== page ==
Although several lifestyle and environmental factors likely contribute to the unprecedented rise in both the incidence and prevalence of autoimmune diseases like MS in the last few decades, efforts to translate this information into therapeutic or preventive purposes has been minimal.This study Dietary non-fermentable fiber prevents autoimmune neurological disease by changing gut metabolic and immune status provides important insights into the role of diet in MS and autoimmune disease in general.
Among several lifestyle factors, diet is a potential contributor to the MS development and the microbiome has been suggested as a mechanism by which diet would be implicated in MS.
In addition, recent studies have shown that gut microbiome is altered in MS patients and transplantation of MS microbiota induce disease in mouse models
This raises the possibility that diet could be used to correct these microbiome alterations associated with the disease to achieve benefits.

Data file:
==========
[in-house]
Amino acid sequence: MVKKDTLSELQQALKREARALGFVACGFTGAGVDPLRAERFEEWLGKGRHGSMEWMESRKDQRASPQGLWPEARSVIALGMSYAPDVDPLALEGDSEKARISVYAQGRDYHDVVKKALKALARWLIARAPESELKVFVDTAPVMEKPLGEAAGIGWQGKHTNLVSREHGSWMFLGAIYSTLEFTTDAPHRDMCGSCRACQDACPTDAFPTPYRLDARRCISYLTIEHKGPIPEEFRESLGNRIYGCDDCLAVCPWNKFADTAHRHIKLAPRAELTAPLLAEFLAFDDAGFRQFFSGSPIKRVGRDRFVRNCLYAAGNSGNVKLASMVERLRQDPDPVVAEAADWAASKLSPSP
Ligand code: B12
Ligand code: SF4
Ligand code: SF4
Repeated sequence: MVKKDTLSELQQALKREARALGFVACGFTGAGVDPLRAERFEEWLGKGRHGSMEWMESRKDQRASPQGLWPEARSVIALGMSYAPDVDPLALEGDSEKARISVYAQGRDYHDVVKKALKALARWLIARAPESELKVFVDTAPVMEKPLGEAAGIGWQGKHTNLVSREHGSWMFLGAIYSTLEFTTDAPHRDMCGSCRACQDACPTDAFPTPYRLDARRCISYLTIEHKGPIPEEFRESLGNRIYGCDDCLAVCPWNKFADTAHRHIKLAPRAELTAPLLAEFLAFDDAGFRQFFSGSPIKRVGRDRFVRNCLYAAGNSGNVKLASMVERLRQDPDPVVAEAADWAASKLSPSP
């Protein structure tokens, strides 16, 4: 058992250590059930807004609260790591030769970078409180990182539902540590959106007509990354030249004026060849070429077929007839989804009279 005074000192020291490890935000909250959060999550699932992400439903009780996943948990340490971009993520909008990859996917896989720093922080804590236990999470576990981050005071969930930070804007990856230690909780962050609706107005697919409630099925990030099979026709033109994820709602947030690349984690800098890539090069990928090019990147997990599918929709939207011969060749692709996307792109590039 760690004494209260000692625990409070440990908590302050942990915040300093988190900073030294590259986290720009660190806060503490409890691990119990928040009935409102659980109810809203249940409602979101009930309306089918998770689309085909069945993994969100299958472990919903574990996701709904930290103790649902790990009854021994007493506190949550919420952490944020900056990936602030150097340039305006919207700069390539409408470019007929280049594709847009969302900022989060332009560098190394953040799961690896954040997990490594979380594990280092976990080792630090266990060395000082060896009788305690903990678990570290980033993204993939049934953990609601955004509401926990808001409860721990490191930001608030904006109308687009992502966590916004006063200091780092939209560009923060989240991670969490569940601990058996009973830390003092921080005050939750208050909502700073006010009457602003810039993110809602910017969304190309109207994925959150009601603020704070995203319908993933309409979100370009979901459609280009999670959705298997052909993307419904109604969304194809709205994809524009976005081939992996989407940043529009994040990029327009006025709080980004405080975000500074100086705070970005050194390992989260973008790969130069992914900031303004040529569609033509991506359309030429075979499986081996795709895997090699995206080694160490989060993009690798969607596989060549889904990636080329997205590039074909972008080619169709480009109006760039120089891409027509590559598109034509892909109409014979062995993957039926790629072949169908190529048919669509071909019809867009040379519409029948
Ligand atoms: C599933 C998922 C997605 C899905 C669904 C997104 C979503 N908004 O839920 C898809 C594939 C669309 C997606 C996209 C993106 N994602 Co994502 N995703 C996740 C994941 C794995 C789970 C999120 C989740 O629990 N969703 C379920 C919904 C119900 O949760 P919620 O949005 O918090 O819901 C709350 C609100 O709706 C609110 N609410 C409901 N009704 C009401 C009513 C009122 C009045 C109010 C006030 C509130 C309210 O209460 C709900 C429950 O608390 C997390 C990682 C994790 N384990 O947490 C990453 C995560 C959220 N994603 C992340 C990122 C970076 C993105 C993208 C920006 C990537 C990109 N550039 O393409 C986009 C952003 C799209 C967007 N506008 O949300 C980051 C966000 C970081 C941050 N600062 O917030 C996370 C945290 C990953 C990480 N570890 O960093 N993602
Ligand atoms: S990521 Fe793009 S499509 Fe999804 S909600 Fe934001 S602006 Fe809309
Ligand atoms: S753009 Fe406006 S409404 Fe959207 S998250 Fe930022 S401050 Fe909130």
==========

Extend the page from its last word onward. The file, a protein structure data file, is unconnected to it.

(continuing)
Our results revealed that non-fermentable fiber supplementation in early adult life suppressed the neurological disease development.
The disease suppressive effects were observed in mice that were raised and maintained in the cellulose rich diet and in mice that were switched from control diet at young age.
We are not aware of any studies that has investigated the impact of dietary cellulose in EAE models. However, dietary cellulose supplementation has been shown to ameliorate colitis in mice.
These findings support the assumption that nutritional interventions, that include non-fermentable fibers, are indeed valuable options for the autoimmune disease control.
Studies have shown that countries with a high intake of saturated fat have higher risk to develop MS than in countries with a high intake of polyunsaturated fat.
In addition, diets rich in fiber and omega 3 fatty acids have been encouraged for MS.
"Our finding that dietary cellulose, which is high in vegetables, is likely protective through a monounsaturated omega-9 fatty acid fatty acid (cis-11 eicosenoic acid) common in plant oil and nuts suggests a potential reason for the beneficial effects of vegetable fat."
The fact that vegetarian diet can be easily consumed in daily life, makes it a useful supplementation to the currently available medications for MS.
In addition, cis-11 eicosenoic acid could be tested as a supplement or treatment in human MS.Dietary non-fermentable fiber prevents autoimmune neurological disease by changing gut metabolic and immune status
volumeScientific Reports8, Article number: 10431 (2018)